In the morning we bird the recently paved “tunnel road” northeast of Tarapoto, where humid tropical forest and foothill species mingle, among them perhaps Wattled Guan, White Hawk, Orange-breasted Falcon, Bluish-fronted Jacamar, Gilded Barbet, Red-stained Woodpecker, Lanceolated Monklet, White-fronted Tyrannulet, Dotted Tanager, Carmiol’s Tanager, Plumbeous Euphonia and Short-billed Honeycreeper. A cliff face is home to a nesting colony of White-tipped Swifts, Koepke’s Hermit visits Heliconia flowers nearby, and gaudy birds such as Curl-crested Aracaris and Andean Cocks-of-the-rock may be feeding in fruiting trees along the road. We then catch our flight back to Lima, in time for evening departures home.
• Marvelous Spatuletail
• Royal Sunangel
• Long-whiskered Owlet
• Andean Cock-of-the-Rock
• Fiery-throated Fruiteater
• White-capped Tanager
• Yellow-scarfed Tanager
• Lyre-tailed Nightjar
• Johnson’s Tody-Flycatcher
• Cinnamon Screech-Owl
• Mishana Tyrannulet
• Dotted Tanager
• Rufous-crested Coquette
Peru 2012 (Scouting Trip) pdf
Our accommodations range from good to fair but perfectly adequate. At low and middle elevations days are usually warm to hot, sunny and likely humid. At higher altitudes conditions range from cool to cold, especially in the early morning. Rain can be expected at any time. Layers and a windbreaker would be the solution in the mountains. At all altitudes, we should remember to have adequate protection from the sun.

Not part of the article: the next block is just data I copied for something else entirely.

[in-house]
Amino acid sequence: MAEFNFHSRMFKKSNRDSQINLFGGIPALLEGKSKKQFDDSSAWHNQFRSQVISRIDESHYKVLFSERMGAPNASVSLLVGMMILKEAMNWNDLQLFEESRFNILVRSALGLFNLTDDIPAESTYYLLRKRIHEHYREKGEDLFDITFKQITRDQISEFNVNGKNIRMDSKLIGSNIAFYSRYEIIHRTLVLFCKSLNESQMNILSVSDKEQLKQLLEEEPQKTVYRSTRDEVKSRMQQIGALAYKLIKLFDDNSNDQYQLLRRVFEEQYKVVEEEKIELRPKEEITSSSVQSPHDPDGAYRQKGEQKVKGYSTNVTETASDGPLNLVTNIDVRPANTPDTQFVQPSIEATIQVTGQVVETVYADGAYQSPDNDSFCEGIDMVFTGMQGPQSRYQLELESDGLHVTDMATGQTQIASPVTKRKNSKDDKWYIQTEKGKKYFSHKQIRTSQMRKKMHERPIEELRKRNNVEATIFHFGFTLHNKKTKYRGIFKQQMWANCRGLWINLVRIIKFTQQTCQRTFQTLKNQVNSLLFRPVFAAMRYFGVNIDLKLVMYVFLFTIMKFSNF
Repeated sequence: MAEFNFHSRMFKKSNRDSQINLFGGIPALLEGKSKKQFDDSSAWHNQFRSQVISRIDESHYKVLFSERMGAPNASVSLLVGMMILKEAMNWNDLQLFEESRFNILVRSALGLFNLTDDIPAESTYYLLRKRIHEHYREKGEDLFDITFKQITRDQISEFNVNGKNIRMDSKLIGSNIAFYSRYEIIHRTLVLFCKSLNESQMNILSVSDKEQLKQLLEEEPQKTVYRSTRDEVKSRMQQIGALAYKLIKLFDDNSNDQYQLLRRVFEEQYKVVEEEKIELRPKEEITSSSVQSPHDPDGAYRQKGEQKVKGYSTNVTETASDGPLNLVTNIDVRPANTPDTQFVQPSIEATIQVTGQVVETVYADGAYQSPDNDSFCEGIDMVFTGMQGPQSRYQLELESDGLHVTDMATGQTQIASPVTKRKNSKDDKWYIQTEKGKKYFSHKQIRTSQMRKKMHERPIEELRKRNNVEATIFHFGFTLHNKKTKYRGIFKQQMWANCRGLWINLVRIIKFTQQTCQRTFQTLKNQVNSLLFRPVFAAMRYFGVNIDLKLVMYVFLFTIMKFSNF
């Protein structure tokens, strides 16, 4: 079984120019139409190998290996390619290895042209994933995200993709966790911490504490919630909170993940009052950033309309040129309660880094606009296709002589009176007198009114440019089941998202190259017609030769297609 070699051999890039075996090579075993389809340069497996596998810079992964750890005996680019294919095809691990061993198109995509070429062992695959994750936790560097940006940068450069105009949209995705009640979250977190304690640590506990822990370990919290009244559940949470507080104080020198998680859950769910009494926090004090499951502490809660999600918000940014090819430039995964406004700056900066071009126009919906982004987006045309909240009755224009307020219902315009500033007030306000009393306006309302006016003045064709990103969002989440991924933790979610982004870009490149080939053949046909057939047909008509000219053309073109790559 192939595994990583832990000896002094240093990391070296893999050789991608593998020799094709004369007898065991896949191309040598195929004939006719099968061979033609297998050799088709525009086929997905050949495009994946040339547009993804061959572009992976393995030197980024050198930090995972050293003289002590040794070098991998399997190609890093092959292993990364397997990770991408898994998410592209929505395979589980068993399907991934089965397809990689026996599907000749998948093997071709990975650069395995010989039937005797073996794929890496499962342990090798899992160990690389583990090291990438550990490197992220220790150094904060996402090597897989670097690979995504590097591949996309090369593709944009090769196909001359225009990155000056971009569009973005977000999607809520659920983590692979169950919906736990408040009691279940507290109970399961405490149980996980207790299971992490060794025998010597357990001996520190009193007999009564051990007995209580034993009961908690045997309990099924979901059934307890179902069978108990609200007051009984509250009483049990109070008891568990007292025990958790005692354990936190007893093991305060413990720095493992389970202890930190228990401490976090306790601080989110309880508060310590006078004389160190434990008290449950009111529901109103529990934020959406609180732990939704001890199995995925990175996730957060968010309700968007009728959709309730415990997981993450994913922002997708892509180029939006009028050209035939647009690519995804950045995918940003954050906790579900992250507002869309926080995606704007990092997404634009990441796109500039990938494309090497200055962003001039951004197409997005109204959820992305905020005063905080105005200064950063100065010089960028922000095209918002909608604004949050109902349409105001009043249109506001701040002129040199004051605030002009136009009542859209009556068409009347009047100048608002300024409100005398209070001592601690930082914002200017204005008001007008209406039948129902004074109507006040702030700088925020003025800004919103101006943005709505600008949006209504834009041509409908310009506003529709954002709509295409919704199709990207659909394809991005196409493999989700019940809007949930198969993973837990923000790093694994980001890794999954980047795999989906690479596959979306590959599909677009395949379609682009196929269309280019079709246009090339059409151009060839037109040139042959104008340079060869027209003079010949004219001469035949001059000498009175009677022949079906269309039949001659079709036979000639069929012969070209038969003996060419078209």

Walking effort is mostly moderate, with some optional harder walks which includes the walk to see the Long-whiskered Owlet. On some occasions we go spotlighting at night. Trails are likely to be muddy; waterproof footwear is highly recommended.
Mosquitoes are usually not a problem, but sand flies and chiggers may be a nuisance. A liberal dose of insect repellent on clothing and exposed skin will help.
In the evening, we enjoy good meals provided by the various lodges’ dining facility or at the hotel restaurant. At this time we discuss the day’s activities and review the list of birds and wildlife we have encountered. We outline the events for the next day, in preparation for another round of excitement and discovery.
• All accommodations• All meals• Guides• Ground Transportation• Includes 2 flights: Lima - Tarapoto, Tarapoto – Lima• Gratuities
Not Included• Flights to and from Lima• Travel insurance• Items of a personal nature